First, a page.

Speedster Turbo Charger
Machined from a solid billet of aircraft-grade aluminum, the Turbo Charger ($240 retail/street price N/A) is finished with scratch-resistant swirly-blue anodizing and sports a separate 1/8 "-thick top that's secured by six large chrome hex-head screws. The chunky casing (which resembles a dragster's magneto) is also conveniently angled to make the switch easier to step on, and the logo and In/Out markings are beautifully laser etched.
The 9-volt battery is accessed by removing two screws on the bottom.
The controls include Boost, Tone, and a combination Volume knob/on-off switch, which is a great idea for those who don't want to yank their cords out every time they stop playing. Thoughtfully, the Turbo comes with a rubber non-skid pad for floor use and Velcro for pedalboard mounting.
Compared with an Ibanez TS5 Soundtank (a damn good TS9 alternative), the Turbo sounded a little more luxurious. The lows were lower, the highs more sweet and refined, and the overdrive was a little more natural sounding. The Turbo Charger also cleaned up nicely as my guitar's volume was decreased, and it sounded equally cool with humbuckers or single-coils. As with the original Ibanez TS9 Tube Screamer, the Turbo features a JRC 4558 chip. However, its true-bypass switching means that the guitar's signal isn't colored by the circuitry when the effect is off. A lovely piece of performance art, the Turbo Charger scores highly for its stout construction, high-performance styling, and neutral and transparent tones that allow your guitar's character to shine through.
Ulbrick Megalodon Super Solo
Hailing from Australia, the land of big beers and baby-munching dingos, the Megalodon Super Solo (price t.b.d.) offers up decidedly old-school boost and distortion. Housed in a seriously durable brushed-aluminum enclosure, the Megalodon sports Gain and Volume controls as well as an on/off LED.
Running the pedal between my Telecaster and a Fender Twin Reverb, I set the Megalodon's Gain control half-way up, and the Volume to full. The subsequent tones were still clean as a whistle, but punishingly loud, with just the slightest hint of hair around the edges. So slight, in fact, that just barely lightening my touch was enough to return the tone to the land of sparkly clean.
However, when I ran the Megalodon in front of a less powerful Fender Deluxe Reverb that was turned up about half-way up, it was party time! This is where the pedal really shines as the Megalodon doesn't change your sound at all. No loss of bass, no rolled-off highs in an effort to be "creamy," and no midrange buggery of any kind. Instead, you get the sonic equivalent of the Tet Offensive, as the pedal pushed the already breaking-up Deluxe into various states of orgasmic overdrive. Yum indeed.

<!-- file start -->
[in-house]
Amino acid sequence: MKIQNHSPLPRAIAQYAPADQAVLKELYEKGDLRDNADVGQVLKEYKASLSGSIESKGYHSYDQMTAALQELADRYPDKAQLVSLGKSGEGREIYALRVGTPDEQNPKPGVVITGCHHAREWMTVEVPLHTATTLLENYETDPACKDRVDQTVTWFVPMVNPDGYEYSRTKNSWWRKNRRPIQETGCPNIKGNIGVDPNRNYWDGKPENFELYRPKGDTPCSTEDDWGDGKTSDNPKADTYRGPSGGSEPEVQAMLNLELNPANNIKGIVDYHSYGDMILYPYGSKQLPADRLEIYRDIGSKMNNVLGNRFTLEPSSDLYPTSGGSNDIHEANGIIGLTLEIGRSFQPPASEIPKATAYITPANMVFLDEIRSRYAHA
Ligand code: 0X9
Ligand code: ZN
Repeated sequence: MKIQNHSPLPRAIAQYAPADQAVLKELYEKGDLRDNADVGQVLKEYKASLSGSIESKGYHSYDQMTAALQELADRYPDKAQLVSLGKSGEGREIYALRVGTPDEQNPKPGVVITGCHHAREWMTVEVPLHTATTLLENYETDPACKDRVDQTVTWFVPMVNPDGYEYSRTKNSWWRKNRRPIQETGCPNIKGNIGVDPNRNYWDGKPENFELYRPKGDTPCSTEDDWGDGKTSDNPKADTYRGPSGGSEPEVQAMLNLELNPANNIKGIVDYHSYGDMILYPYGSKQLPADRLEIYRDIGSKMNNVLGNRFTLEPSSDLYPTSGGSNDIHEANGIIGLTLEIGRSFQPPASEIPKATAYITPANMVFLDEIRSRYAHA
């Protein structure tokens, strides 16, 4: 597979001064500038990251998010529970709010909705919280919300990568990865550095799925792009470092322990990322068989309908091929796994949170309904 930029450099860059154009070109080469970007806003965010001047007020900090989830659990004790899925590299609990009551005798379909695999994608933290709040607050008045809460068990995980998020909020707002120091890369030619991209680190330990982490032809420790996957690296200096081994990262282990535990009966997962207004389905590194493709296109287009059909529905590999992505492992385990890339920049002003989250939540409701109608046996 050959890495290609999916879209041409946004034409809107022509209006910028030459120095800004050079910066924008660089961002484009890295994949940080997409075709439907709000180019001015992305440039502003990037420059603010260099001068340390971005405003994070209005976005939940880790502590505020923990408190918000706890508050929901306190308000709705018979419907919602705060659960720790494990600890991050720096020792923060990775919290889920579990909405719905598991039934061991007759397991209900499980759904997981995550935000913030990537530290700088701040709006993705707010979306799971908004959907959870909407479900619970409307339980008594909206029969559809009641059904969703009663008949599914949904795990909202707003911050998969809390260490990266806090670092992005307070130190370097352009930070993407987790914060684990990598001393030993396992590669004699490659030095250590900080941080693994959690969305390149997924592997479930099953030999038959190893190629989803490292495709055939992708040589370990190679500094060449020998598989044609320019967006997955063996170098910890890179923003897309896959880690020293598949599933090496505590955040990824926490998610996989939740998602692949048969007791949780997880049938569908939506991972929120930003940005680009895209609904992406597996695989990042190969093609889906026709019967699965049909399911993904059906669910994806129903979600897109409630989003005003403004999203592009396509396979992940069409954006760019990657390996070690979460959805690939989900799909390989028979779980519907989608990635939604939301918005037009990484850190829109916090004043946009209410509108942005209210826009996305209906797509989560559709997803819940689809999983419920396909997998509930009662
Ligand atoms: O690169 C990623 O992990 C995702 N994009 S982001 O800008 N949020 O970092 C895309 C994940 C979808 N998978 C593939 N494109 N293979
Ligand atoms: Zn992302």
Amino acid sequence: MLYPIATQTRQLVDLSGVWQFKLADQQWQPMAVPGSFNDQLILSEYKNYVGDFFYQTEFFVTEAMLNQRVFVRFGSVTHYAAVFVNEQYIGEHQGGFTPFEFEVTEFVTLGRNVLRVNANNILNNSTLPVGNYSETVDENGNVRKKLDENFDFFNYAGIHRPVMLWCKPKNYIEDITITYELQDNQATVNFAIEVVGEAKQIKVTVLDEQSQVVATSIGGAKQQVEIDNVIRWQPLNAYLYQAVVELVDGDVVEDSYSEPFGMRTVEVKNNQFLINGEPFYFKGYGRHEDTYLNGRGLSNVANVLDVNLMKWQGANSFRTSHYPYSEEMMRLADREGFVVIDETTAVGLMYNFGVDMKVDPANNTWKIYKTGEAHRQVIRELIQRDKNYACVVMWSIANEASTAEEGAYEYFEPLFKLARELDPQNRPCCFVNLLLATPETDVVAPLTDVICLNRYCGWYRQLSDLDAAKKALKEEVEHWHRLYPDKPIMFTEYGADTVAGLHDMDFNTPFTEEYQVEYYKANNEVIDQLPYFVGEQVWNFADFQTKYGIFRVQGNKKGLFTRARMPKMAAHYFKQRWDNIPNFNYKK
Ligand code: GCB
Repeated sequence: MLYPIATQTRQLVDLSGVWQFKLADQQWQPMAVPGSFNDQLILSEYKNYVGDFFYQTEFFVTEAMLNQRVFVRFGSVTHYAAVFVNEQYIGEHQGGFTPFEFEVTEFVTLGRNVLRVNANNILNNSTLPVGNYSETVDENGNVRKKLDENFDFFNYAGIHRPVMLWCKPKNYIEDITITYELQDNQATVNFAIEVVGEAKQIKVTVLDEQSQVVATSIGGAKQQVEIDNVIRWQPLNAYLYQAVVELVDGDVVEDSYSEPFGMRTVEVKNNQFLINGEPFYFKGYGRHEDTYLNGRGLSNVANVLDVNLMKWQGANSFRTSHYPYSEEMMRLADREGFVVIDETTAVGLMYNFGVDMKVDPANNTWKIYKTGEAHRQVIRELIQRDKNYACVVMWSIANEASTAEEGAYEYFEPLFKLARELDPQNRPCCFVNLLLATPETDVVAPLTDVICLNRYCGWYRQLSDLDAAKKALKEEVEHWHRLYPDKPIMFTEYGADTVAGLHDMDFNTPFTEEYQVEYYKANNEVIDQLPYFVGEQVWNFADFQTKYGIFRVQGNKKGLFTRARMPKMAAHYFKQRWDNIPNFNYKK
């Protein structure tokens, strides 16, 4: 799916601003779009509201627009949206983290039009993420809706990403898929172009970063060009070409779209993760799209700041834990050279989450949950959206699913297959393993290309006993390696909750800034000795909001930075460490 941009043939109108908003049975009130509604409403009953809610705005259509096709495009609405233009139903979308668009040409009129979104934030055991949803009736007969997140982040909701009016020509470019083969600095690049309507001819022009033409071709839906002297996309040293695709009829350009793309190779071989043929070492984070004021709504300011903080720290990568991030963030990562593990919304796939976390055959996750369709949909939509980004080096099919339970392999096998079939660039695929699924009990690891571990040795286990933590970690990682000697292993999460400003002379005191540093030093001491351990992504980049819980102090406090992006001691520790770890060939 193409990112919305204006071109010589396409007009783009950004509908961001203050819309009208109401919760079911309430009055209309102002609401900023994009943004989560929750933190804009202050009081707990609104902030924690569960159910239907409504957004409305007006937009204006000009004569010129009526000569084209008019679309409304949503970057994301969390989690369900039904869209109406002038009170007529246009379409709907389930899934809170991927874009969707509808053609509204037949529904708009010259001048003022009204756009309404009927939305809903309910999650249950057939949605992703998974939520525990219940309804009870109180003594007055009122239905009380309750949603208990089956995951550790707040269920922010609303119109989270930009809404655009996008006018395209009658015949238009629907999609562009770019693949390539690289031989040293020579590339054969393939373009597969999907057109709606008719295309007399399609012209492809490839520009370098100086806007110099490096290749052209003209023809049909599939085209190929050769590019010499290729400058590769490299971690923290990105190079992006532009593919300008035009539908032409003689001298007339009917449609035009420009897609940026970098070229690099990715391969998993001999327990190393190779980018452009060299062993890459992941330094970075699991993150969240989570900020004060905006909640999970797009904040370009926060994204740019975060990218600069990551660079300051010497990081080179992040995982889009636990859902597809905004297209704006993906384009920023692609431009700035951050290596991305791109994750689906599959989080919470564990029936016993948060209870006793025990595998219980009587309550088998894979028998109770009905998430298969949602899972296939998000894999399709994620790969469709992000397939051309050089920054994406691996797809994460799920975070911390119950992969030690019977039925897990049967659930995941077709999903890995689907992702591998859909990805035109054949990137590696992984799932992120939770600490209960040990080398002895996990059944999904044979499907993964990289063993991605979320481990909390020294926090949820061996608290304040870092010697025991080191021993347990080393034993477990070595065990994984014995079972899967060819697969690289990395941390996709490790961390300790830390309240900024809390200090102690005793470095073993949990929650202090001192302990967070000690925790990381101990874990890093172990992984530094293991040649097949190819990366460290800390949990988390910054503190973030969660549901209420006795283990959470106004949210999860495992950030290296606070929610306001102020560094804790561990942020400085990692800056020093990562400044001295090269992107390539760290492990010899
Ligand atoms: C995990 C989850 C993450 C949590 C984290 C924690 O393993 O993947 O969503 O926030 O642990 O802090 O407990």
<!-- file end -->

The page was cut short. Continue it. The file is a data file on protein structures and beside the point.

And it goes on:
Dunlop EVH Phase 90
Offering four-stage phasing and a variable Speed control, the EVH Phase 90 ($189 retail/street price N/A) might appear to be merely a Van Halen-inspired version of the school-bus orange Phase 90 that Dunlop has been producing for years.But what makes this pedal so special is its Script button, which toggles between the circuitry used in the original "script" logo MXR Phase 90 and that of the later block-logo model. The sonic differences are fairly subtle, however, activating the Script function does alter the midrange response, providing darker, slightly more restrained phasing textures. Through a mid-'70s Marshall, the EVH Phase 90 delivered rich, chewy tones with the Speed knob set very low (nine o'clock or under) and the Script function on. The slow swirl added a unique shimmer to distorted humbucker tones (which is probably why Edward Van Halen used that setting a lot back in the day), and single-coil pickups also sounded fatter and juicier in this mode. Bypassing the Script function and turning the Speed knob closer to the halfway mark yielded brighter, more effusive textures that allowed uptempo rhythm parts to stand out beautifully in a live mix. Compared to some new phase shifters, the EVH Phase 90 is a one-trick pony (well, make that two) but if you just need the right phase sound when you step on the button, this is the pedal to get.